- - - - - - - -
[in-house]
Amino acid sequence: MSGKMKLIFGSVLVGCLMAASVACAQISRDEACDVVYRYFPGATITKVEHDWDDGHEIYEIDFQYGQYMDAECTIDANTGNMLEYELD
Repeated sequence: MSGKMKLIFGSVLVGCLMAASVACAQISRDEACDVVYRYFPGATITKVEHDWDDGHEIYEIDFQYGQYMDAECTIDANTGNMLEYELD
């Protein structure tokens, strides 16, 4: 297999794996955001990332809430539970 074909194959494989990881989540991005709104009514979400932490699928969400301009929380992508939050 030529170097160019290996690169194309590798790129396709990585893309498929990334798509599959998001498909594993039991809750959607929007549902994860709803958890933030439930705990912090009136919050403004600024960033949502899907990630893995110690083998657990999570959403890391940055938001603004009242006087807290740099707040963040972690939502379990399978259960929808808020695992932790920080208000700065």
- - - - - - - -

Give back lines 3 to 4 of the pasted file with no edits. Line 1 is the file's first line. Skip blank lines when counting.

Repeated sequence: MSGKMKLIFGSVLVGCLMAASVACAQISRDEACDVVYRYFPGATITKVEHDWDDGHEIYEIDFQYGQYMDAECTIDANTGNMLEYELD
């Protein structure tokens, strides 16, 4: 297999794996955001990332809430539970 074909194959494989990881989540991005709104009514979400932490699928969400301009929380992508939050 030529170097160019290996690169194309590798790129396709990585893309498929990334798509599959998001498909594993039991809750959607929007549902994860709803958890933030439930705990912090009136919050403004600024960033949502899907990630893995110690083998657990999570959403890391940055938001603004009242006087807290740099707040963040972690939502379990399978259960929808808020695992932790920080208000700065």